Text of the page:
Ch_11_Asking_Questions - Chapter 11 Three primary purposes:...

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Unformatted text preview: Chapter 11 Three primary purposes: To seek information To provide information To clarify or confirm information To gain information on a topic which you do not have sufficient experience To gain information on a topic which more knowledge is needed Two ways Making evaluations Giving suggestions and advice Primary Purpose To develop the shared meaning in interpersonal communication To check your personal perception of the information To further information on a given topic that is not fully understood Direct/Indirect Open/Closed Single/Multiple Focused questions elicit more specific and concrete information. Focusing techniques include: Presupposition. Prefatory statements. Use pauses effectively. Monitor question­asking interactions. Consider cultural context. Make questions meaningful. Not too few or too many Attend to Individualism/Collectivism Prior to the interview: Arrange the setting. Prepare yourself. Assist others in preparation. During the interview The introduction The interview The close Gather information. Agree on mutual goals and outcomes. Summarize what has occurred. Conclude with a sense of closure and plan. After the interview Follow­up activities will be dependent upon the original purpose. It is critical to honor confidentiality. Funnel Approach Inverted­Funnel Approach Begins with broad questioning and proceeds to more narrow and limited questions Begins with closed questions and proceeds to more open ones Passive communicator Overly­expressive communicator Overly­talkative communicator Pseudo­communicator Preoccupied communicator Distracted communicator ...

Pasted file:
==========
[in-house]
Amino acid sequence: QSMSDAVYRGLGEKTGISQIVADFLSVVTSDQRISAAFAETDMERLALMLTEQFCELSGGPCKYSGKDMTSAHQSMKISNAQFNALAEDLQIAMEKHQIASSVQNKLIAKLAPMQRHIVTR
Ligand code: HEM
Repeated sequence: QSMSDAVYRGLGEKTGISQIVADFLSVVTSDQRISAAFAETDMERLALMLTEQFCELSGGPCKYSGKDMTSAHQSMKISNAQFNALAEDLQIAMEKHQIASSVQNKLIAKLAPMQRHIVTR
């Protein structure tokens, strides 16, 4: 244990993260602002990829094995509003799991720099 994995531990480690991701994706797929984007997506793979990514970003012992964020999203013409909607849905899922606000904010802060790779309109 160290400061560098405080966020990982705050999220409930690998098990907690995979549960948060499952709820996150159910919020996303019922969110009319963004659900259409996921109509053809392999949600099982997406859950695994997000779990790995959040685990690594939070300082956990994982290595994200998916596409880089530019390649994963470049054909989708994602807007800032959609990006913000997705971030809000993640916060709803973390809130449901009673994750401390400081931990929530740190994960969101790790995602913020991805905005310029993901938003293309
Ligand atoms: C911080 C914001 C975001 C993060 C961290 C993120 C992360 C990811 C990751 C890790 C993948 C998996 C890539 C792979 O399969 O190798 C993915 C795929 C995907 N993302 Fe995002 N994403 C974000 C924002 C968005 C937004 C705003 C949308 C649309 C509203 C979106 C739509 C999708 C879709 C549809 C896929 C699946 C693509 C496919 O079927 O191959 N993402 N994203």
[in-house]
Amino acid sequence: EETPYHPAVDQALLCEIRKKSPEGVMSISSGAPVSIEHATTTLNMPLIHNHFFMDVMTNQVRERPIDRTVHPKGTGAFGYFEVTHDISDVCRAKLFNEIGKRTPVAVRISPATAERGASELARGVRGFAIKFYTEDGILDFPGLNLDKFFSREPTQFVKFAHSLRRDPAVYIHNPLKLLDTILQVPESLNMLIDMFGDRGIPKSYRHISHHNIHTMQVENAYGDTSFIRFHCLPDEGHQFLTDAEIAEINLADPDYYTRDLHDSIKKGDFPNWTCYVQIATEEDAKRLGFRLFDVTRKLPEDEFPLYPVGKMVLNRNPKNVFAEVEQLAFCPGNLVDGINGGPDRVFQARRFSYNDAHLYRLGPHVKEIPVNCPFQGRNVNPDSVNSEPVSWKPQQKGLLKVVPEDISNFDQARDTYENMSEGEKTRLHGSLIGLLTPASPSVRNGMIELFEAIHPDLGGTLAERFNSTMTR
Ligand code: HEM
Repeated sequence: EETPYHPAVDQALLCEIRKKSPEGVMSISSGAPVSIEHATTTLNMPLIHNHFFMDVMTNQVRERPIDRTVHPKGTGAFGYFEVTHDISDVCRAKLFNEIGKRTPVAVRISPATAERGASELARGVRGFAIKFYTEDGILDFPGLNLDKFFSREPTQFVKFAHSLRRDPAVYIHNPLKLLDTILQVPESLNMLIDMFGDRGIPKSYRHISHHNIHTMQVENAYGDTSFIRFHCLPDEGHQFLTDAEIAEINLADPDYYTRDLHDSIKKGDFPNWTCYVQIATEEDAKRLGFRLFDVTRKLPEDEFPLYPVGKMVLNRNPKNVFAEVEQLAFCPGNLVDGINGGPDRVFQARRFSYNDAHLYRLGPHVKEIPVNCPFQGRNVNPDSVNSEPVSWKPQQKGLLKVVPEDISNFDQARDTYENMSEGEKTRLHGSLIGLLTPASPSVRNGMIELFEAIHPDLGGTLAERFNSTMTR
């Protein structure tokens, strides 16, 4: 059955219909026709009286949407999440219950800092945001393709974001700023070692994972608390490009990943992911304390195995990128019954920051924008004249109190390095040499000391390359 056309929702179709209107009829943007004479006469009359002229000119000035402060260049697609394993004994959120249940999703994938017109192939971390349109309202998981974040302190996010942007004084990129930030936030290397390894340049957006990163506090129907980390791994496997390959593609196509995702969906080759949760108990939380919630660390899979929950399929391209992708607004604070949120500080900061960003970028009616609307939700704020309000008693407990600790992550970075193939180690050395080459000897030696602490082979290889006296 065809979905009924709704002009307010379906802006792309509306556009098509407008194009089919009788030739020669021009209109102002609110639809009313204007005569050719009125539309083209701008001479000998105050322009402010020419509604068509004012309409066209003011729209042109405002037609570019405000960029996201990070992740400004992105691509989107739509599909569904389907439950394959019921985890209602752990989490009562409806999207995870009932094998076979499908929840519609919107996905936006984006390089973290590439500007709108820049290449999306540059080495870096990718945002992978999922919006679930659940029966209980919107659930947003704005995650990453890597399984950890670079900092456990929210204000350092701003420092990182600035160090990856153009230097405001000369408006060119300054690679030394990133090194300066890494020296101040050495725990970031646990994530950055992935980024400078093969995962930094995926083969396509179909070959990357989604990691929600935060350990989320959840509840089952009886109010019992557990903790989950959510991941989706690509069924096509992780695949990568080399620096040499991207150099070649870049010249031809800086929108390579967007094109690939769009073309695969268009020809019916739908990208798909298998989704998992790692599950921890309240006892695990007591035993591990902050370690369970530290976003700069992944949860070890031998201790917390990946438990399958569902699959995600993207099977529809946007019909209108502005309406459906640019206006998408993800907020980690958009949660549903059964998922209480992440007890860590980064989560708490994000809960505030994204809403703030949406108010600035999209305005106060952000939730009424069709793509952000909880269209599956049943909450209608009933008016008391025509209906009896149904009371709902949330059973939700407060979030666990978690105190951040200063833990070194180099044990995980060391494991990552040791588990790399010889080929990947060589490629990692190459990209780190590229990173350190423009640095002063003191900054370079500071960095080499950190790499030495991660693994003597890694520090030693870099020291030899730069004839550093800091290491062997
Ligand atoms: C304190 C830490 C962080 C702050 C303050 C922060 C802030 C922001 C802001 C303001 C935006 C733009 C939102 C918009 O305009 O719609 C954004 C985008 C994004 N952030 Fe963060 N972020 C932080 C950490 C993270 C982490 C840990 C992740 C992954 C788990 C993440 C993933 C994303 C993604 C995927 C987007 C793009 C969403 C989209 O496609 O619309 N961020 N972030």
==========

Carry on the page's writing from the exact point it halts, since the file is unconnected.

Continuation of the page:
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This note was uploaded on 05/13/2011 for the course SPED 535 taught by Professor Dr.wadsworth during the Spring '11 term at University of Louisiana at Lafayette.

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Ch_11_Asking_Questions - Chapter 11 Three primary purposes:...

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